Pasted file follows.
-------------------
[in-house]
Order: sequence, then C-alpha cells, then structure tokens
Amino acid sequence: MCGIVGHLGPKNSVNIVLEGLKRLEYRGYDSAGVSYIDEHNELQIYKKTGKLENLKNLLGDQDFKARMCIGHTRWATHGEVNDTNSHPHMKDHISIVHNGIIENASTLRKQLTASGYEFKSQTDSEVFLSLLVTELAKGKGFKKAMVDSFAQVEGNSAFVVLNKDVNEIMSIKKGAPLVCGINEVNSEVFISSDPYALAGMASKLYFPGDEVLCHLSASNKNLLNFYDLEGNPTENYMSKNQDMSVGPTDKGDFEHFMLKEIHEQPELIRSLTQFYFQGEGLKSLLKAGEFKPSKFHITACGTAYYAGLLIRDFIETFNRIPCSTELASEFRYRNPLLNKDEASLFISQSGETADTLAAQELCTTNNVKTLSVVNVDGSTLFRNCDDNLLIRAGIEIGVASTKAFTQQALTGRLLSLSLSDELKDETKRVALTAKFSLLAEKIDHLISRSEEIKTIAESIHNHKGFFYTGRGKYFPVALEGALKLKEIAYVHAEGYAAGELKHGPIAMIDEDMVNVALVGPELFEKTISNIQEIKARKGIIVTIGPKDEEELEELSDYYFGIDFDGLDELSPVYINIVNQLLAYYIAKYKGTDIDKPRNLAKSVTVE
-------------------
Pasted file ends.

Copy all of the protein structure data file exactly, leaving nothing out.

[in-house]
Order: sequence, then C-alpha cells, then structure tokens
Amino acid sequence: MCGIVGHLGPKNSVNIVLEGLKRLEYRGYDSAGVSYIDEHNELQIYKKTGKLENLKNLLGDQDFKARMCIGHTRWATHGEVNDTNSHPHMKDHISIVHNGIIENASTLRKQLTASGYEFKSQTDSEVFLSLLVTELAKGKGFKKAMVDSFAQVEGNSAFVVLNKDVNEIMSIKKGAPLVCGINEVNSEVFISSDPYALAGMASKLYFPGDEVLCHLSASNKNLLNFYDLEGNPTENYMSKNQDMSVGPTDKGDFEHFMLKEIHEQPELIRSLTQFYFQGEGLKSLLKAGEFKPSKFHITACGTAYYAGLLIRDFIETFNRIPCSTELASEFRYRNPLLNKDEASLFISQSGETADTLAAQELCTTNNVKTLSVVNVDGSTLFRNCDDNLLIRAGIEIGVASTKAFTQQALTGRLLSLSLSDELKDETKRVALTAKFSLLAEKIDHLISRSEEIKTIAESIHNHKGFFYTGRGKYFPVALEGALKLKEIAYVHAEGYAAGELKHGPIAMIDEDMVNVALVGPELFEKTISNIQEIKARKGIIVTIGPKDEEELEELSDYYFGIDFDGLDELSPVYINIVNQLLAYYIAKYKGTDIDKPRNLAKSVTVE